This major work by one of the world's top theologians offers a provocative and closely argued perspective on natural theology. Stanley Hauerwas shows how natural theology, divorced from a confessional doctrine of God, inevitably distorts our understanding of God's character and the world in which we live. This critically acclaimed book, winner of a Christianity Today Book Award, is now in paper. It includes a new afterword that sets the book in contemporary context and responds to critics.
Stanley Hauerwas (PhD, Yale University) is chair in theological ethics at the School of Divinity, History, and Philosophy at the University of Aberdeen. He previously taught at Duke University. He is the author of numerous books, including Cross-Shattered Christ, A Cross-Shattered Church, War and the American Difference, and Matthew in the Brazos Theological Commentary on the Bible.
One way of telling the story of modern theology would be to trace the alienation of the task of natural theology from the task of articulating a richly Christian doctrine of God; one way of healing some of the unhappy divisions of modern theology would be to reintegrate those two tasks. Hauerwas's Giffords set out to do just that, and to do so with grace, wit, intellectual energy, and spiritual cogency. In its animated conversations with William James, Reinhold Niebuhr, and Karl Barth and in its constructive proposals, this book makes for fine reading and ought to stir up some new and serious debate about what the church's confession has to say about natural reality.
An unexpected threesome, William James, Reinhold Niebuhr, and Karl Barth make for a surprising story and an original book. In Hauerwas's fresh interpretation of American intellectual history, Niebuhr, the neo-orthodox theologian, appears not as the Christian alternative to James's pragmatism but a thin religious version of the same, packaged in the vocabulary of Christian theology. Against this backdrop, Hauerwas draws on Karl Barth to set forth a 'theology without reservation' that takes modernity seriously but meets it not on modernity's terms but on the church's terms as witnessed by Christian thinkers such as John Howard Yoder and John Paul II. This is a book we have long awaited: Hauerwas's account of what went wrong and what went right with theology in the twentieth century. With the Grain of the Universe is Hauerwas in full sail.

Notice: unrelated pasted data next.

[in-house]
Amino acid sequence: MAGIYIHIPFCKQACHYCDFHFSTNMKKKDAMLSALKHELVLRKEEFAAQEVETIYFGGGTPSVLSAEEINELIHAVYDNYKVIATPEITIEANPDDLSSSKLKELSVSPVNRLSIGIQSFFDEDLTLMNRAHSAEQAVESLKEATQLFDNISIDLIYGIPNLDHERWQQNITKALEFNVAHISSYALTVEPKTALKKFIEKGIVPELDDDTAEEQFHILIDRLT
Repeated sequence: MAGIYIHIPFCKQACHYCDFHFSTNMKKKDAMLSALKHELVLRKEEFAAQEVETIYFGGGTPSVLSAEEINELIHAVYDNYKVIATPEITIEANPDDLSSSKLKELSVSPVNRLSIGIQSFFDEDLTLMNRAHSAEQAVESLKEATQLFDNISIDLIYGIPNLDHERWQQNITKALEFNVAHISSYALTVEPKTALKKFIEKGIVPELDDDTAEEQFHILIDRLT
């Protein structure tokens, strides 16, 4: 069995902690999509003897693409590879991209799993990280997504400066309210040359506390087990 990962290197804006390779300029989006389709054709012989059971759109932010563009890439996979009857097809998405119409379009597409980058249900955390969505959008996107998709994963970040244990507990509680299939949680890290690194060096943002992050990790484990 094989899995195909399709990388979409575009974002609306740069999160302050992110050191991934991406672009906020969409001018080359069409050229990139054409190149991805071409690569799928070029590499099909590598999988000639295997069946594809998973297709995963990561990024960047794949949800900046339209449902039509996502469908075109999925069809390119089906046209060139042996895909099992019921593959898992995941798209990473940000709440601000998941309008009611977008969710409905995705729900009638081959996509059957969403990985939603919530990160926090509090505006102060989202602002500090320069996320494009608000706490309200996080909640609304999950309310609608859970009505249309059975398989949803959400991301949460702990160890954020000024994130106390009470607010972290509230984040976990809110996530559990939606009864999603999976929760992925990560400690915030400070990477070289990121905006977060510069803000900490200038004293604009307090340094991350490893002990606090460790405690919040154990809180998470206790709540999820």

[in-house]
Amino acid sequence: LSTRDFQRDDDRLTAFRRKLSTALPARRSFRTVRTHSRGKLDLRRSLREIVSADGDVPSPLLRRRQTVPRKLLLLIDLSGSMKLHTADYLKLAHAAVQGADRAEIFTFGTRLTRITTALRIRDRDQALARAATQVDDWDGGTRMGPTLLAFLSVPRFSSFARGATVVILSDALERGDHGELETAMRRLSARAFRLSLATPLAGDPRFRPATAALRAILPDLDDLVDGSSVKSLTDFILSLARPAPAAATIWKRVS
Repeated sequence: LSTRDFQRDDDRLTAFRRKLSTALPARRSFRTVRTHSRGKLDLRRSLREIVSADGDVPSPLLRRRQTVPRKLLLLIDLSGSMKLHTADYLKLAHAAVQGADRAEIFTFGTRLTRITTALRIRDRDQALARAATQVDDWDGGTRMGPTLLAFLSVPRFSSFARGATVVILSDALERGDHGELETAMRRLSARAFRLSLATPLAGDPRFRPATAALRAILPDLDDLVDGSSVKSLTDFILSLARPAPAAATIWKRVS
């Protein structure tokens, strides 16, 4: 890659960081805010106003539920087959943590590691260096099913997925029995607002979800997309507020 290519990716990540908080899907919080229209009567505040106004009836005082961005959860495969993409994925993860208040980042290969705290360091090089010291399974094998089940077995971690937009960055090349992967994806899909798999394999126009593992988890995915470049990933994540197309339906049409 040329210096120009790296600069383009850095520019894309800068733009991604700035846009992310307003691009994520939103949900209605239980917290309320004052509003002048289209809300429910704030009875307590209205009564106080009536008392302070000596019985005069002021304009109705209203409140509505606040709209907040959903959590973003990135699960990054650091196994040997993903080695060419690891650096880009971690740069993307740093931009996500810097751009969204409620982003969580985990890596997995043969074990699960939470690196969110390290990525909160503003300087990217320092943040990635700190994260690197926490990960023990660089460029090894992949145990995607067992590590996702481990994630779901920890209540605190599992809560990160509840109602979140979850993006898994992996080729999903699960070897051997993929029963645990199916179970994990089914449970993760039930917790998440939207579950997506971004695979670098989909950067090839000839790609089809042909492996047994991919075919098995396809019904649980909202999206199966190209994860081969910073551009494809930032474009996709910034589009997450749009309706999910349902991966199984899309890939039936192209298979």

-Robert Louis Wilken,
University of Virginia
In this stunning book, the great Christian ethicist, Stanley Hauerwas, offers the comprehensive theological argument we have long requested. Of course, if we were worthier students, we would have known that this could not come in the form of a conceptual system. Like Barth, whom he makes the hero of this book, Hauerwas teaches that Christian theological argument begins not with our own rational constructs, but by bearing witness to God's life among us. The argument proceeds not by speculating on what God's life might mean, but by narrating how it is in fact imitated by sanctified lives here in this created world. The argument ends not by framing doctrines, but by warning us of the error, violence, suffering, and death that remain in this world, and it calls us, in imitation of God's life, to help heal this world and to work for its final redemption. For those whose habit is to call this world 'nature,' Hauerwas's theological argument may be dubbed 'natural theology,' and the consequence will be a radical change in what we take natural theology to be: the story of God's life as it is lived, visibly, in this world; as its meaning is disclosed to the community of those who inquire after it; and as its truth is displayed through its visible effects in transforming this world into the one it would be and will
Bronfman Professor of Modern Judaic Studies, University of Virginia
Never adverse to barking at a hand that ostensibly supports him, Hauerwas seizes the occasion of the Gifford Lectures to contend that the natural theology Lord Gifford advocated contradicts itself. At a minimum, Hauerwas meets his own criterion that he would 'rather be wrong than "profoundly boring" and offers a highly informed account of his claim that Karl Barth understood what two other equally famous Gifford lecturers--William James and Reinhold Niebuhr--did not: that natural theology is intelligible only as part of the whole doctrine of God revealed in Christ. Whether or not one agrees with Hauerwas--I do not--this book will rightly set the agenda for future discussion about the sources and authorities by which 'natural theology' may proceed.
Fletcher Otey Thomas Professor of Religion, Washington and Lee Universit
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